Western Cape SAPS Confirms Investigation into Controversial Video

Western Cape SAPS Confirms Investigation into Controversial Video

- A video clip of South African Police Service members beating a man with a sjambok has prompted outrage

- It has now emerged that the two Western Cape officers in the clip have been identified

- The SAPS in the province have confirmed that an investigation into the controversial matter

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The South African Police Service in the Western Cape is investigating two officers after a video of their unacceptable behaviour went viral.

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The SAPS has confirmed that an investigation has been launched. Image: @LudidiVelani/ Twitter
Source: Twitter

The two men, identified as Worcester officials, were caught on camera assaulting another pair of individuals.

The incident in question is believed to have occurred near an industrial area in Worcester on Monday.

This information comes as a surprise after the police van viewed in the clip was marked as a Ceres vehicle.

However, it has now emerged that the van is currently being utilized by the unit in Worchester.

SA outraged after clip of police sjamboking locals is shared online

The South African Police Service has confirmed that an internal probe has launched to bring the individuals to task.

Earlier, Briefly.co.za reported that a short clip of three South African police officers, two males and one female, using a sjambok to hit two unidentified men has been shared online by a local journalist LudidiVelani on his personal Twitter page.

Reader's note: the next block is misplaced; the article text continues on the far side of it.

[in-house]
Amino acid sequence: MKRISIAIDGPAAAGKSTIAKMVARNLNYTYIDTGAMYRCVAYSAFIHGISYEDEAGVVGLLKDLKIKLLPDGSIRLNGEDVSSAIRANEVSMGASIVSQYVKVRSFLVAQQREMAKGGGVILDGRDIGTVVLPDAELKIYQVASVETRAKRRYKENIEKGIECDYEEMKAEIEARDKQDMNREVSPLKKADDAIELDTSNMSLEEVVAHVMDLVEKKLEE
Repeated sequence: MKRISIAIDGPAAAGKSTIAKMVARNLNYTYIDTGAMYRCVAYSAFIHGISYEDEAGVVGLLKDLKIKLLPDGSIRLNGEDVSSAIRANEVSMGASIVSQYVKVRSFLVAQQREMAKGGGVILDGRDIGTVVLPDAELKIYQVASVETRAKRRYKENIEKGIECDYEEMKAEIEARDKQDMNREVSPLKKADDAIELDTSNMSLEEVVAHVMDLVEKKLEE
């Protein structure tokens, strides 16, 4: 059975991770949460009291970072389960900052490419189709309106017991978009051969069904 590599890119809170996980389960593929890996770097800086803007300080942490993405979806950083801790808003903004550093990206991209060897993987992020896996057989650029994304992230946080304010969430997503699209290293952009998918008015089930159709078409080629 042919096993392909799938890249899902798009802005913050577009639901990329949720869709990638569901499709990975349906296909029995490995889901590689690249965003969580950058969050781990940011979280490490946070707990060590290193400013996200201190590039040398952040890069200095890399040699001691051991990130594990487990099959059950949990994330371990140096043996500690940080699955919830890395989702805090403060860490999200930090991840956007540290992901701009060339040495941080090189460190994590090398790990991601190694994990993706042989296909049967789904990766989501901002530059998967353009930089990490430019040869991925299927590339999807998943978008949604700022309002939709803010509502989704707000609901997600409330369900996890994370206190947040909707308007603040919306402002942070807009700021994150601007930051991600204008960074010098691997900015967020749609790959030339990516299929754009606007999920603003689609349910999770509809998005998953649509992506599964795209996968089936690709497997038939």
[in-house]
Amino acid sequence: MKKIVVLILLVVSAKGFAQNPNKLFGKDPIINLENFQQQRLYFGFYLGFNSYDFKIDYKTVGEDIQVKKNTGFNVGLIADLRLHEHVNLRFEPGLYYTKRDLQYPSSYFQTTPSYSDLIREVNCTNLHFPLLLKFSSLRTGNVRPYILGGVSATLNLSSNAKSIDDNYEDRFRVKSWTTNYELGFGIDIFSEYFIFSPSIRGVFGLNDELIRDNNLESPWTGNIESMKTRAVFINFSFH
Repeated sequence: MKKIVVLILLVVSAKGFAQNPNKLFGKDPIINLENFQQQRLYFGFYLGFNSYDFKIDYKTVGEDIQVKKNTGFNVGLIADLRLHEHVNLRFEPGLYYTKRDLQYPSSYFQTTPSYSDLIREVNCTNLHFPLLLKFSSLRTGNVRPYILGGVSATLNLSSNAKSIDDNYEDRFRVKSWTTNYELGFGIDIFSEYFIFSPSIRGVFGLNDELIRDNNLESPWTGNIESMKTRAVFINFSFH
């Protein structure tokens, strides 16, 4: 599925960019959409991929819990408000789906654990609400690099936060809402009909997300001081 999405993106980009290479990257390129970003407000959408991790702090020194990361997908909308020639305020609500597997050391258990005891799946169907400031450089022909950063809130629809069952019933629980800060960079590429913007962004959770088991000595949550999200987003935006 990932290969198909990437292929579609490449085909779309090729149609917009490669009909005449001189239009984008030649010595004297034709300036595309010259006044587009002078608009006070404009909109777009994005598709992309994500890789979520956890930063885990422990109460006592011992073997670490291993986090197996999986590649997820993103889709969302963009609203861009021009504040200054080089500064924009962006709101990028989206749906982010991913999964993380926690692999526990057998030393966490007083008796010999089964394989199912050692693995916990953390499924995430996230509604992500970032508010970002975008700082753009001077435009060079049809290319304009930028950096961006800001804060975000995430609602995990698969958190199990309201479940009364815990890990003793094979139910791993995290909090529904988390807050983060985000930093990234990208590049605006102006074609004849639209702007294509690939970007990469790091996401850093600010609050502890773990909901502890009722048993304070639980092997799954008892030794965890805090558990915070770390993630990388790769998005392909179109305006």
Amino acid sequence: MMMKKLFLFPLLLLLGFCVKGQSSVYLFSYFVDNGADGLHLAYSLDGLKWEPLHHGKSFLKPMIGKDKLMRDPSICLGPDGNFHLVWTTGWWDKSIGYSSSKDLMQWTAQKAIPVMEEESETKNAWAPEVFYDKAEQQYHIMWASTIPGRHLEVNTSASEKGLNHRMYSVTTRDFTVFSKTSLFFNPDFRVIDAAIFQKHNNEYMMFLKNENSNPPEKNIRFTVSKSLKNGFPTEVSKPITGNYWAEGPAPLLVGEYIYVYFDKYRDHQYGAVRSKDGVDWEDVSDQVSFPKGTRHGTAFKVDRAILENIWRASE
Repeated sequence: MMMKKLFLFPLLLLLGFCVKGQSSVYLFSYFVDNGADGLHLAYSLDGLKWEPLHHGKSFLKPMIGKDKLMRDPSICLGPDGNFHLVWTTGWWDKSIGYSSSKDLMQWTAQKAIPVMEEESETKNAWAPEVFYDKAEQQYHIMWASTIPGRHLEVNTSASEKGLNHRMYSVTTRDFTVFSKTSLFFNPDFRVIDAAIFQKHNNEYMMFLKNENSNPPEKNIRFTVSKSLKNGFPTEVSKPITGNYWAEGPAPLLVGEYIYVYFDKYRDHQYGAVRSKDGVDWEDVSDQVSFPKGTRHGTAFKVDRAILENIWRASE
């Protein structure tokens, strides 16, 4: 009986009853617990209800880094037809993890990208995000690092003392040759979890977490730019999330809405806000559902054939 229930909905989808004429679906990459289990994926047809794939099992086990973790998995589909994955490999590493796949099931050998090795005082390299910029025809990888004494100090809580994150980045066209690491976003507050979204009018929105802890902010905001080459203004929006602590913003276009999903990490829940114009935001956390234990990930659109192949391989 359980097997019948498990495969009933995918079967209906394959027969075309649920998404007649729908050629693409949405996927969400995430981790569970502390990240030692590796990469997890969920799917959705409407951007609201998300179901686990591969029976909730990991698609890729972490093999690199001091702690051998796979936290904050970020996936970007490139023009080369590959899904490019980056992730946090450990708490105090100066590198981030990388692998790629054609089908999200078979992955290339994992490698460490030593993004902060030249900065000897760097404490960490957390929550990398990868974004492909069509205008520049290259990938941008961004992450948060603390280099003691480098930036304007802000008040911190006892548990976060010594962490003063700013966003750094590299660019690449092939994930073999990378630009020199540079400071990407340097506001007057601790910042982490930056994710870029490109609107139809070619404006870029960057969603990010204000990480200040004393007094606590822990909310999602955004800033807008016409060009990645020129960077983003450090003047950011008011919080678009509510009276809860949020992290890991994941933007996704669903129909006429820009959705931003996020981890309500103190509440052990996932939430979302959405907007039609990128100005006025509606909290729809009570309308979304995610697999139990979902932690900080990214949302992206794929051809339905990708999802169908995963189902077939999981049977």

"Worcester police caught on camera sjamboking a man and another searching and slapping the second man. The incident happened on Monday, the van belongs to Ceres police station but is used by the Worcester unit and the police have been positively identified."

SAPS have confirmed that they are investigating the incident and the officers involved have been identified. The victims are yet to be located/identified.

Police spokesperson Brigadier Novela Potelwa said that beating up and manhandling of individuals and/or suspects is against, departmental directives and prescripts that govern the handling of persons by police officials.

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"In addition, the use of a sjambok by police officials is not only forbidden but unlawful."" tweeted Ludidi.

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Source: Briefly.co.za

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